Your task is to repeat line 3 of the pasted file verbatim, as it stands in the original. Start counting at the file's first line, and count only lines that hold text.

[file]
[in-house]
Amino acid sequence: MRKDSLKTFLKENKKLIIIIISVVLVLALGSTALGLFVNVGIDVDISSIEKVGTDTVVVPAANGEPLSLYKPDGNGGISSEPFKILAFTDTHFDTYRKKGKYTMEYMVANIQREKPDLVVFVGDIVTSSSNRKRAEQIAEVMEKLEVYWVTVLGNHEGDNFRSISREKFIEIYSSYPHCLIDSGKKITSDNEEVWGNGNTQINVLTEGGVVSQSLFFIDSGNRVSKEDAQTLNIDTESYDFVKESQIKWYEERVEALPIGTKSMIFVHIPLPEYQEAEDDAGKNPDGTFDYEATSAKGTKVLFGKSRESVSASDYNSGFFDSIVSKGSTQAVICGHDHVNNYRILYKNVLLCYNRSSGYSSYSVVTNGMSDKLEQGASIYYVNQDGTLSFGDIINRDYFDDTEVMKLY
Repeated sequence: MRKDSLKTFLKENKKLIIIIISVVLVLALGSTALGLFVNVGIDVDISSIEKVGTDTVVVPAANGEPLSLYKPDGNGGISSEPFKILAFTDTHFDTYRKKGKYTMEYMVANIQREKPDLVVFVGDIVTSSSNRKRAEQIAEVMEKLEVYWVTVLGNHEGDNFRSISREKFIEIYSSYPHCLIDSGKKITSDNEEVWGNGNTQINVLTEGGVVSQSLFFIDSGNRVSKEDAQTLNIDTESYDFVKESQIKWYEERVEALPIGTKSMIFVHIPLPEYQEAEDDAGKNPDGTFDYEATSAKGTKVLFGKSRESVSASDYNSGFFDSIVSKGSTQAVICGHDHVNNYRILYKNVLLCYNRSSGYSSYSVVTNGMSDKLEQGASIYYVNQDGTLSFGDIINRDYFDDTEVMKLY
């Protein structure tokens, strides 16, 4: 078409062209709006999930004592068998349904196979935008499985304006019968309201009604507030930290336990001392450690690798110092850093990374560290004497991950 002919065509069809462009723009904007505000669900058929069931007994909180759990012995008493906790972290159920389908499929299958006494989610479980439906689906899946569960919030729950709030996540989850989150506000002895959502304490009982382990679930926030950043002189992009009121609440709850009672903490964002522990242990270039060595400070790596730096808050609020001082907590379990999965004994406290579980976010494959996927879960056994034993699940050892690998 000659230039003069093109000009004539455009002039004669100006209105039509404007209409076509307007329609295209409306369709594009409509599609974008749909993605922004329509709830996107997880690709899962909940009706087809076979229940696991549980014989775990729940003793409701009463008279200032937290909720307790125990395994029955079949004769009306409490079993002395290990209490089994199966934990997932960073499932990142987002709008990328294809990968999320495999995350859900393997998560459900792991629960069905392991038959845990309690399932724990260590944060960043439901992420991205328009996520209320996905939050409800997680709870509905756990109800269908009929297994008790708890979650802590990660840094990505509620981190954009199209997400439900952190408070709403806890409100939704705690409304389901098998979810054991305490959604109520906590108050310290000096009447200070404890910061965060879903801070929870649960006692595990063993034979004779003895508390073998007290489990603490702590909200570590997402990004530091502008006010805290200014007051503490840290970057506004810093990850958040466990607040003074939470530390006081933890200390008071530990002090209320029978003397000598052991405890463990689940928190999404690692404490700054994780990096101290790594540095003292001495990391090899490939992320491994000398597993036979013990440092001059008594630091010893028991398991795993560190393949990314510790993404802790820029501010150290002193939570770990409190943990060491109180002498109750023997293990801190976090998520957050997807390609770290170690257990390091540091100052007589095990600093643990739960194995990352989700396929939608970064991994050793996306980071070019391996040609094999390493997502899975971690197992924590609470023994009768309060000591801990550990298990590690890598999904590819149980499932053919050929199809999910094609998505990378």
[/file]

Repeated sequence: MRKDSLKTFLKENKKLIIIIISVVLVLALGSTALGLFVNVGIDVDISSIEKVGTDTVVVPAANGEPLSLYKPDGNGGISSEPFKILAFTDTHFDTYRKKGKYTMEYMVANIQREKPDLVVFVGDIVTSSSNRKRAEQIAEVMEKLEVYWVTVLGNHEGDNFRSISREKFIEIYSSYPHCLIDSGKKITSDNEEVWGNGNTQINVLTEGGVVSQSLFFIDSGNRVSKEDAQTLNIDTESYDFVKESQIKWYEERVEALPIGTKSMIFVHIPLPEYQEAEDDAGKNPDGTFDYEATSAKGTKVLFGKSRESVSASDYNSGFFDSIVSKGSTQAVICGHDHVNNYRILYKNVLLCYNRSSGYSSYSVVTNGMSDKLEQGASIYYVNQDGTLSFGDIINRDYFDDTEVMKLY